Get familiar and learn how to keep Boat Safety and Require equipment for your Boat. Check Your Vesel over completely before you push off.
Make a habit of checking off safety equipment aboard. First, locate the safety items required by law. Then compare your optional equipment with the Coast Guard’s list of recommended equipment in the same section.

Head Count

Count the safety equipment like Life Vest or Wisels, and make sure that each passenger has one that will keep him afloat in the water. Check the fuel supply, the condition of the tank and feed line. Make sure the spark is strong and regular.
Take along at least 1 1/2 % times as much fuel as you estimate you will need. If you run into heavy waves, your boat will take more fuel to go the same distance.
Carry a map you can read—a proper chart if the water is a large one—and a compass that is reliable near machinery.
Put tackle, guns, decoys, nets and other gear where. they are secure and won’t clutter walkways and footing.
There is a bonus for the sportsman who keeps everything in place on board: He always knows where to find
it when the action gets hot.
Do not overload your boat. Make sure you have safely adequate freeboard before casting off. Look ahead to water conditions and weather changes you might encounter.

Warning Flags
Wind Speed Table Sea
diver with flag
diver flag for boat safety.

Keeping Alert

Keep an alert lookout. If you have a boat over 20 feet, name your mate and agree he’ll keep lookout anytime you can’t for safety. You have more to watch for than other boats and shallow water. Watch for obstructions such as big rocks and floating logs.
Swimmers are hard to see in the water. Running through swimmers or a swimming area is the most sensitive violation a boat can make. If in doubt, give beaches and rafts a wide swing. Your wake is potent. You can swamp small craft such as a canoe or rowboat, damage shorelines and shore property, disturb sleepers, and ruin fish and wildlife sport for hours byrunning fast through small passages and shallows.

Outboard Motor Maintenance


Before you hit the waters check the Require Equipment’s on your Vesel.
Check gas supply and tank pressure; squeeze bulb several times.
Check to be sure propeller is not wrapped in weeds, line, or net. If line is wrapped around prop, try slow reverse to loosen it; then cut off pieces until you can pull the rest free. Look for loose ignition wire at battery terminals.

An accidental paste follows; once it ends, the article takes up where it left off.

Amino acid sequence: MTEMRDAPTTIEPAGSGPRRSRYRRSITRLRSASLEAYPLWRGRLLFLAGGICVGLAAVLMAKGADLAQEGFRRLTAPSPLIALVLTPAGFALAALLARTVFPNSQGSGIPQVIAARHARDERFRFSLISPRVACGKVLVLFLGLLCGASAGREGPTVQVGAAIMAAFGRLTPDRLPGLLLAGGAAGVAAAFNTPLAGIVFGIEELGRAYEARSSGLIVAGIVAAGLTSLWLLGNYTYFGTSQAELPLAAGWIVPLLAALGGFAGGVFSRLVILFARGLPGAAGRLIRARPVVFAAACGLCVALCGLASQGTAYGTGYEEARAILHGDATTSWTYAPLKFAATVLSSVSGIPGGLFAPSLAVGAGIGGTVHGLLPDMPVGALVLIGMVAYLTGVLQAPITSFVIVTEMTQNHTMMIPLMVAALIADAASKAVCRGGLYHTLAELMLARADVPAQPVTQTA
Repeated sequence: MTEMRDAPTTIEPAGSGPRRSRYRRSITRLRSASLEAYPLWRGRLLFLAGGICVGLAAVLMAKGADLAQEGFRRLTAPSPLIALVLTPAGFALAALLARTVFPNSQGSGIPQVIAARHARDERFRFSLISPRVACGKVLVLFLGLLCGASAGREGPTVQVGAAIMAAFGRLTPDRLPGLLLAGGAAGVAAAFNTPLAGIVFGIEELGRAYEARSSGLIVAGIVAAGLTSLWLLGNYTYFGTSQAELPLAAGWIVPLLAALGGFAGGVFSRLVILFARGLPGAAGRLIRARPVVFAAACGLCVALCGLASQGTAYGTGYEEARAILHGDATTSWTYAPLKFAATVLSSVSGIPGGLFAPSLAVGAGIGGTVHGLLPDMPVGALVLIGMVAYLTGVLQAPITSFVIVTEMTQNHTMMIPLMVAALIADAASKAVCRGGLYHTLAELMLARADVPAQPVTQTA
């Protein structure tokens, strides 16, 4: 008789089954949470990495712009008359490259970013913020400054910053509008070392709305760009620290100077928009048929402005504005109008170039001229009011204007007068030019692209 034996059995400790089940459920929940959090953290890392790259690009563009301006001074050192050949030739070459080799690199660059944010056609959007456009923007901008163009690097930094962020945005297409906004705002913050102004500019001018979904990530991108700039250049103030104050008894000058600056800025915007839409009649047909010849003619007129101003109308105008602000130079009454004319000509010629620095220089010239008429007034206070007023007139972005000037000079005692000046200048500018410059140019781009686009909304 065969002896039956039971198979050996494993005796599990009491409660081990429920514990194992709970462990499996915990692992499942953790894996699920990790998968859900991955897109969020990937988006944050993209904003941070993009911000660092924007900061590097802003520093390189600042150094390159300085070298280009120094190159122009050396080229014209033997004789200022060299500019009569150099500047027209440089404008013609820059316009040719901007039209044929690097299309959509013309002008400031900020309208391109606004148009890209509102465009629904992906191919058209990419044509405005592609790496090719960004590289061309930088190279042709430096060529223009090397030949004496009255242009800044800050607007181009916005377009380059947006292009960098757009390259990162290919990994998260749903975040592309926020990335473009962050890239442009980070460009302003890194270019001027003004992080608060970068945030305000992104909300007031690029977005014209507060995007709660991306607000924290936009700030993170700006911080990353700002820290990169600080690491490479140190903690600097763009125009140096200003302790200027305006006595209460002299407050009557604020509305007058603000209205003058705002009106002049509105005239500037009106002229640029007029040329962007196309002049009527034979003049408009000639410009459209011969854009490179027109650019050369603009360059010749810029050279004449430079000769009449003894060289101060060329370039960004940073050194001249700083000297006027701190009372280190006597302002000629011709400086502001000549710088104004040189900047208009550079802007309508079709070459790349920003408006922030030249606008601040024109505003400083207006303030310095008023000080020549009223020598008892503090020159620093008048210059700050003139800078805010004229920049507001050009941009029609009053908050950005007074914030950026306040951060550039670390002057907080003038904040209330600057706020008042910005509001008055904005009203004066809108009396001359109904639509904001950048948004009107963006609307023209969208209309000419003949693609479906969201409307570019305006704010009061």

Remove ignition wire from any spark plug; crank the motor; spark should jump from wire end to
engine head; if no spark, check back to ignition switch. If you have a hot spark, look into fuel feed; pull gas feed line off from side of outboard; blow through line until you hear bubbles in tank.
Clean the carburetor bowl and fuel filter.
Did you remember to add oil to gas tank in right proportion?

Important Equipment

Every boat must be equipped to get home on its own. The exact selection of tools, spare parts, and supplies necessary must be suited to your boat and motor and to problems you are most likely to encounter. Ordinary pliers Vise-grip pliers
Diagonal-cutting pliers Long-nose electrician’s Screwdrivers pliers Combination open-end Spark-plug wrench to fit
and box wrenches in Sharp knife sizes 3/8 to 3/4 inch
Spark plugs of correct specifications
Distributor cap, rotor, condenser, point set.
Fuel pump and filter Oil filter
Water-pump impeller
V-belts to match each size used.
Spare fuel lines, cocks, and fittings
Gaskets and hoses
Bailing-pump diaphragm
Fuses and bulbs to double for each used

Boat safety is crucial for anyone who owns or operates a boat, whether it’s a small personal watercraft or a large motorboat. Safety measures are put in place to ensure the well-being of the passengers, as well as the boat itself.

By following these tips and practicing boat safety, you can help ensure a safe and enjoyable experience on the water.

Happy Boating.

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